|• Mayor||Helmut Sittel|
|• Total||5.48 km2 (2.12 sq mi)|
|Elevation||273 m (896 ft)|
|• Density||37/km2 (96/sq mi)|
|Time zone||CET/CEST (UTC+1/+2)|
Schmittweiler is an Ortsgemeinde – a municipality belonging to a Verbandsgemeinde, a kind of collective municipality – in the Bad Kreuznach district in Rhineland-Palatinate, Germany. It belongs to the Verbandsgemeinde of Meisenheim, whose seat is in the like-named town.
- 1 Geography
- 2 History
- 3 Religion
- 4 Politics
- 5 Culture and sightseeing
- 6 Economy and infrastructure
- 7 Famous people
- 8 References
- 9 External links
Schmittweiler is a linear village (by some definitions, a “thorpe”) that lies in the Eschelbach valley, a narrow side valley whose mouth can be found in Callbach, in the North Palatine Uplands. The countryside around Schmittweiler lies in the south of the Bad Kreuznach district. In the southeast, the municipal area borders on the Donnersbergkreis. The municipal area measures 540 ha.
Clockwise from the north, Schmittweiler’s neighbours are Callbach, Finkenbach-Gersweiler, Waldgrehweiler (these last two lying in the neighbouring Donnersbergkreis), Becherbach and Reiffelbach, which all, but for those otherwise noted, likewise lie in the Bad Kreuznach district.
After the Congress of Vienna (1815), Schmittweiler belonged to the Rheinkreis, an exclave of the Kingdom of Bavaria, in which it remained through Bavarian times, Imperial times, Weimar times and the time of the Third Reich, becoming part of the newly founded state of Rhineland-Palatinate only after the Second World War. To distinguish itself from the outlying centre of Schönenberg-Kübelberg also known as Schmittweiler, the village once bore the official tag “Amtsgericht Lauterecken”. In the course of administrative restructuring in Rhineland-Palatinate in 1969, Schmittweiler was transferred from the Kusel district to the Bad Kreuznach district. From an ecclesiastical standpoint, Schmittweiler still belongs to the Evangelical Church of the Palatinate (Evangelical) and the Roman Catholic Diocese of Speyer.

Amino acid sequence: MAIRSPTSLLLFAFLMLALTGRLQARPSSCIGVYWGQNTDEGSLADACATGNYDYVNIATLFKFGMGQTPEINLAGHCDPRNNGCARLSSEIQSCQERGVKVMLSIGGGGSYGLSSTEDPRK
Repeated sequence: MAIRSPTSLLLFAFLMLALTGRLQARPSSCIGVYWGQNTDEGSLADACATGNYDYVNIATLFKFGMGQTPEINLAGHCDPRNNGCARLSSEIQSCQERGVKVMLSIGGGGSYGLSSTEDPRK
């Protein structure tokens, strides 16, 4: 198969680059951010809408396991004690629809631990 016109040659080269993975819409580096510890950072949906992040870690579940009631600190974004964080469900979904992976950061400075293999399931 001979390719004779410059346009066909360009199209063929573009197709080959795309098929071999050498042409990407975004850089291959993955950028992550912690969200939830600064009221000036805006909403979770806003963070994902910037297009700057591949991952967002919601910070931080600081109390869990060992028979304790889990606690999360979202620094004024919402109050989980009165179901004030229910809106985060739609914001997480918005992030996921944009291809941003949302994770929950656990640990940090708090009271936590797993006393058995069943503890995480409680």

As at 31 January 2014, there are 198 full-time residents in Schmittweiler, and of those, 125 are Evangelical (63.131%), 44 are Catholic (22.222%), and 29 (14.646%) either have no religion or will not reveal their religious affiliation.
The council is made up of 6 council members, who were elected by majority vote at the municipal election held on 7 June 2009, and the honorary mayor as chairman.
Schmittweiler’s mayor is Helmut Sittel.
Coat of arms
The municipality’s arms might be described thus: Per fess azure a lion’s head erased argent langued gules and argent in base a bridge arched of one sable upon which fire of the third.
Culture and sightseeing
- Evangelical church, Hauptstraße – Baroque aisleless church, marked 1749 and 1962 (renovated)
- Saint Hildegard’s Catholic Church (Kirche St. Hildegard), Hauptstraße – Gothicized sandstone-block building, Heimatstil, 1930, architect Albert Boßlet, Würzburg
- Am Borngarten 4 – timber-frame house, apparently from the 15th century
- Bachstraße 1 – complex along the street, earlier half of the 19th century
- Bachstraße 2 – estate complex; house with single roof ridge, partly timber-frame, possibly from the early 19th century
- Hauptstraße 29 – estate complex; house marked 1816
Economy and infrastructure
Running into Schmittweiler is Kreisstraße 76, known locally as Hauptstraße (“Main Street”). This leads northwards out of the village down the Eschelbach valley to Callbach, where it links with Bundesstraße 420, 2 km away. The nearest railway stations are Alsenz, 14 km east of Schmittweiler on the Alsenz Valley Railway (Alsenztalbahn; Bingen–Kaiserslautern), Staudernheim, 15 km north on the Nahe Valley Railway (Bingen–Saarbrücken) and Lauterecken-Grumbach, 15 km southwest on the Lauter Valley Railway to Kaiserslautern.
Sons and daughters of the town
- Theo Carlen (1928–1984), politician (CDU)
|Wikimedia Commons has media related to Schmittweiler.|
- This article incorporates information from the German Wikipedia.